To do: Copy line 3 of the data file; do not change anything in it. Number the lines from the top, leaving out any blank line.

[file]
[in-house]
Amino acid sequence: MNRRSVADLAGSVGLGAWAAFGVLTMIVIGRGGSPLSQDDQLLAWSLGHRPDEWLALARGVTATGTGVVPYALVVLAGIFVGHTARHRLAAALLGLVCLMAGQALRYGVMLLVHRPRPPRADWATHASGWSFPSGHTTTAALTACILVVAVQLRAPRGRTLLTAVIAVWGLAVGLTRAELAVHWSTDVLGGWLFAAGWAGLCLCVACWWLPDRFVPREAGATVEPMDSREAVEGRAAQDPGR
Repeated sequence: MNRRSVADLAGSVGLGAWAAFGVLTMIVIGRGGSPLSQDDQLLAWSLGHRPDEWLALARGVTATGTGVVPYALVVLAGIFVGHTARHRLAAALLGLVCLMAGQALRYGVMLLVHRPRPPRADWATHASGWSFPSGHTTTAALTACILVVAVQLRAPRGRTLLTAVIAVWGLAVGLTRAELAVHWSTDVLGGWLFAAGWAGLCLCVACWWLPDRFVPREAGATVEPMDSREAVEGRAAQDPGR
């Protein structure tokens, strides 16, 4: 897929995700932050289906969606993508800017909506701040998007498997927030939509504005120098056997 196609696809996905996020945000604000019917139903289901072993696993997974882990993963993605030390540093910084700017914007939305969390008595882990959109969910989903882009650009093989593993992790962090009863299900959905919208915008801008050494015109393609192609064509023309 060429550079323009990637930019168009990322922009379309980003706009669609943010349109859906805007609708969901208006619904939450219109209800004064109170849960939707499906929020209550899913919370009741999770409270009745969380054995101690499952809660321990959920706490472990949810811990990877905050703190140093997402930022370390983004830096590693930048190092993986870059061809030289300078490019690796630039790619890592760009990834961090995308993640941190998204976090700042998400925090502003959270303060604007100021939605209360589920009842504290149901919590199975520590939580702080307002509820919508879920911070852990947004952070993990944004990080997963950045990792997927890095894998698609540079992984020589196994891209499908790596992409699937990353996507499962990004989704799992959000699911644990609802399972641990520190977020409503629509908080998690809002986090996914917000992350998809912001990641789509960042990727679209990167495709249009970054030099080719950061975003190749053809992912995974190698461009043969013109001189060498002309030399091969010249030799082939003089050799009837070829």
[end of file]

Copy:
Repeated sequence: MNRRSVADLAGSVGLGAWAAFGVLTMIVIGRGGSPLSQDDQLLAWSLGHRPDEWLALARGVTATGTGVVPYALVVLAGIFVGHTARHRLAAALLGLVCLMAGQALRYGVMLLVHRPRPPRADWATHASGWSFPSGHTTTAALTACILVVAVQLRAPRGRTLLTAVIAVWGLAVGLTRAELAVHWSTDVLGGWLFAAGWAGLCLCVACWWLPDRFVPREAGATVEPMDSREAVEGRAAQDPGR